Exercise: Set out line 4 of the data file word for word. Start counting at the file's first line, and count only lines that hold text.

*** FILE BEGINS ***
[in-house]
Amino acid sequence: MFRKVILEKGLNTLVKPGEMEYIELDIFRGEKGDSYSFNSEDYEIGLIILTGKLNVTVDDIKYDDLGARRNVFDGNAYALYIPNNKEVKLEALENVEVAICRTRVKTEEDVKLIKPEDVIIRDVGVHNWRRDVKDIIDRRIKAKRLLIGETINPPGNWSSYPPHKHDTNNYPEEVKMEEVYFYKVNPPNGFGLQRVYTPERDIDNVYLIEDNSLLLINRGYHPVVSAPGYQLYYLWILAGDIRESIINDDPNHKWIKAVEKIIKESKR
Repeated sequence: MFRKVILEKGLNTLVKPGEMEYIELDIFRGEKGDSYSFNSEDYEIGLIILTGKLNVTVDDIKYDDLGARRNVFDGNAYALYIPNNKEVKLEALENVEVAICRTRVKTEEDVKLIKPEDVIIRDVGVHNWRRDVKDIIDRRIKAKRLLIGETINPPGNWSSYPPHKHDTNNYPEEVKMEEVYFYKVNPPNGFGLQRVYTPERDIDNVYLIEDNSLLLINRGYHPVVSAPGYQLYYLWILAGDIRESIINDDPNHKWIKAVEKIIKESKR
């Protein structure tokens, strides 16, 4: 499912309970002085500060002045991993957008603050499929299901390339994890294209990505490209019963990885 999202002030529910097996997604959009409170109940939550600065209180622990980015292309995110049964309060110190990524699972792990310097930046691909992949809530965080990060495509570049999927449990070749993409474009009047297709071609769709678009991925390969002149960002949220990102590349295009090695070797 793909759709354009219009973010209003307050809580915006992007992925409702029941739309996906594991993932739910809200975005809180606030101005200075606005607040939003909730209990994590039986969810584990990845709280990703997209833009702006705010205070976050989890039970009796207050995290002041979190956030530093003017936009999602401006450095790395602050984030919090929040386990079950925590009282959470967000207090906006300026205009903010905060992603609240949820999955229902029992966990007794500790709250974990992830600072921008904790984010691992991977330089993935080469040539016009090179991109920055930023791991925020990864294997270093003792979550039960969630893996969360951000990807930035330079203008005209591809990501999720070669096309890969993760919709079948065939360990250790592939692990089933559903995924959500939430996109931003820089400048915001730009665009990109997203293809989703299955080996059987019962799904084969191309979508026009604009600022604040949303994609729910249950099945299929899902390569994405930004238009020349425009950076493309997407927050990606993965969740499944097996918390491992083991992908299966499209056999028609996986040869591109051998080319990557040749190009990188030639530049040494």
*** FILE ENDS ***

């Protein structure tokens, strides 16, 4: 499912309970002085500060002045991993957008603050499929299901390339994890294209990505490209019963990885 999202002030529910097996997604959009409170109940939550600065209180622990980015292309995110049964309060110190990524699972792990310097930046691909992949809530965080990060495509570049999927449990070749993409474009009047297709071609769709678009991925390969002149960002949220990102590349295009090695070797 793909759709354009219009973010209003307050809580915006992007992925409702029941739309996906594991993932739910809200975005809180606030101005200075606005607040939003909730209990994590039986969810584990990845709280990703997209833009702006705010205070976050989890039970009796207050995290002041979190956030530093003017936009999602401006450095790395602050984030919090929040386990079950925590009282959470967000207090906006300026205009903010905060992603609240949820999955229902029992966990007794500790709250974990992830600072921008904790984010691992991977330089993935080469040539016009090179991109920055930023791991925020990864294997270093003792979550039960969630893996969360951000990807930035330079203008005209591809990501999720070669096309890969993760919709079948065939360990250790592939692990089933559903995924959500939430996109931003820089400048915001730009665009990109997203293809989703299955080996059987019962799904084969191309979508026009604009600022604040949303994609729910249950099945299929899902390569994405930004238009020349425009950076493309997407927050990606993965969740499944097996918390491992083991992908299966499209056999028609996986040869591109051998080319990557040749190009990188030639530049040494």